In ancient cities, they would have a big gate where carts could come through during the day. At night, to make it safer, they'd close the gates and there would be just a small little narrow door. You'd have to be the right size to fit through that door. The Holy Father is making the point that for us to enter into the kingdom, we have to have the same shape as Jesus, we have to have the same measurements as Jesus, we have to be united to his cruciform shape.

"Someone had to measure the same as the only remaining open narrow door. So too the Christian, the Christian door is a life whose measure is Christ founded and modeled on him. This means that the rule of measure is Jesus and his gospel. Not what we think, but what he says to us. So we are talking about a narrow door not because only a few are destined to go through it. No! But because to belong to Christ means to follow him, to live one's life in love, in service, and in giving oneself as he did who passed through the narrow door of the cross". So for us, we have great hope that we will be saved. Because we are in Christ, we fit the measurement of Christ's cross. "Entering into the project God proposes for our life requires that we restrict the space of egoism, reduce the presumption of self-sufficiency, and lower the heights of pride and arrogance, that we overcome laziness in order to traverse the risk of love even when it involves the cross".

Brothers and sisters, we are meant to be joined to Jesus in his gift on the cross, from east to west, north and south that all might be welcomed into this expression of love that is an offering to the father. We come to the mass to participate in that self offering. When the gifts are brought up, it is us saying Lord here I am, I present myself to you. When the bread and wine are offered to the father, they're brought into the life of Jesus; they become the transubstantiated presence of Christ. Our offerings are joined to that perfect offering of Jesus. You and I, Jewish, gentile, we are welcomed into this expression of love. We know goodness when we receive it in Holy Communion, and it moves us to say “I have to share this with someone else”. Living here in California for the last year and a half, I’ve seen many beautiful sunsets. When I see that beautiful sunset, I think “oh how I’d like to share this with my friends back in New Jersey”. Maybe sharing the gospel is something like that. Look at this glory, look at this beauty, look at this expression of love, from east and west north and south, I have to share this with someone else. Go out to the entire world and tell the Good ne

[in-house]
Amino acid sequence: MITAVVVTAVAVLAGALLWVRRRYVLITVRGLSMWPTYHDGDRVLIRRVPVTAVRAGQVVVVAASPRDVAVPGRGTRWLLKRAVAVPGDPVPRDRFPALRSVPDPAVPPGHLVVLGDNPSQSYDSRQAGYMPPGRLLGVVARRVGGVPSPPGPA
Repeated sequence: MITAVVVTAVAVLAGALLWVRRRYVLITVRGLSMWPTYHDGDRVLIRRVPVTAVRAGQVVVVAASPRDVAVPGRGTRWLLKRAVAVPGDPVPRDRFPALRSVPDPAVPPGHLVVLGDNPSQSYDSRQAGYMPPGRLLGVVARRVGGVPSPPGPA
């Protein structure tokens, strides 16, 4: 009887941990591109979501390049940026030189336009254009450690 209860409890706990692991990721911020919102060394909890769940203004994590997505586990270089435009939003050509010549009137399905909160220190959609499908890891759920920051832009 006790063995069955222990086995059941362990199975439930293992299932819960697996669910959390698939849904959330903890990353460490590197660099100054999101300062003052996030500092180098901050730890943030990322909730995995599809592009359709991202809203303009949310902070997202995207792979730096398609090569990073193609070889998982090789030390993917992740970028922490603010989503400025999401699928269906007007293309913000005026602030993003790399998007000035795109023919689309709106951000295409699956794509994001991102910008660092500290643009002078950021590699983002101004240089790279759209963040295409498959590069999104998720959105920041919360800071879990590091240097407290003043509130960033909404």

St Joe 7/12/2022 一位猶太血統的年輕神父講道


我父親是猶太人,祖父母是猶太人,我有許多祖先都在大屠殺中喪生。我生根於猶太融入了基督的信仰。10 年前,當我還是一名神學院的學生時,我們去以色列朝聖。在朝聖途中我的內心充滿了緊張和戲劇性,這是一次非常豐富的經驗。朝聖的巔峰是參觀耶路撒冷的聖殿。聖殿山很大,我們參觀了聖殿樓梯所在的地方。這是一個安靜的區域。人們進入聖殿,行了取潔禮,購買了祭獻用的動物,然後將這些祭物帶入了聖殿。在這區域,它的階梯有長有短。當你走上樓時,腳踏在樓梯上因梯子的長度發出不同的聲響,剛好配合聖詠的節奏。所以當你走上樓梯進入聖殿提供祭物時,可以配合踩樓梯的聲音,感覺到令人鼓舞的聖詠。這個區域的景色非常美麗。我們看到杜松,茉莉,以及各種不同的植物,種在聖殿的石刻間。在這裡,水在石縫中聚集,植物覆蓋了聖殿的一側。在這裡,天主提醒祂的子民,主原本的計劃就是要重新與他的子民在樂園中晚涼時一起散步。就像當初天主與亞當ㄧ樣。在這安靜的地方,可以作虔誠的祈禱。在那裡,我體驗到祖先們進入這座聖殿的感覺。

然後我們去了大家都去的地方—西(哭)牆。在這裡有一座猶太教堂,到訪的人和猶太人都在牆前祈禱。您可以看到人們站在牆邊,將祈禱的意向和人名寫在紙條上插入磚縫中對著牆祈禱。這裡有一幅教宗若望保祿二世在西牆前祈禱的圖像。多年來,我一直想像著西牆祈禱的情景。在旅行前的幾個禮拜,我想到了所有我想祈禱的對向:祖父母、曾祖父母等等。在那裡,我覺得我和我的祖先們非常的親近。我在牆邊祈禱了很長的時間,不知道在那裡,也不知道過了多久。30 秒,或是 30 分鐘,都不清楚了。






今天早上在羅馬,教宗說: “現在讓我們想想,當耶穌在若望福音第 10 章說:我就是門,從我這進入就會得救。祂告訴我們,想進入永生,進入救恩,沒有另一個門。我們必需通過耶穌,歡迎祂,接受祂的話語,來進入天主的國。到天國必需通過這唯一敞開的窄門—耶穌,你的行爲舉止必需和耶穌一樣“。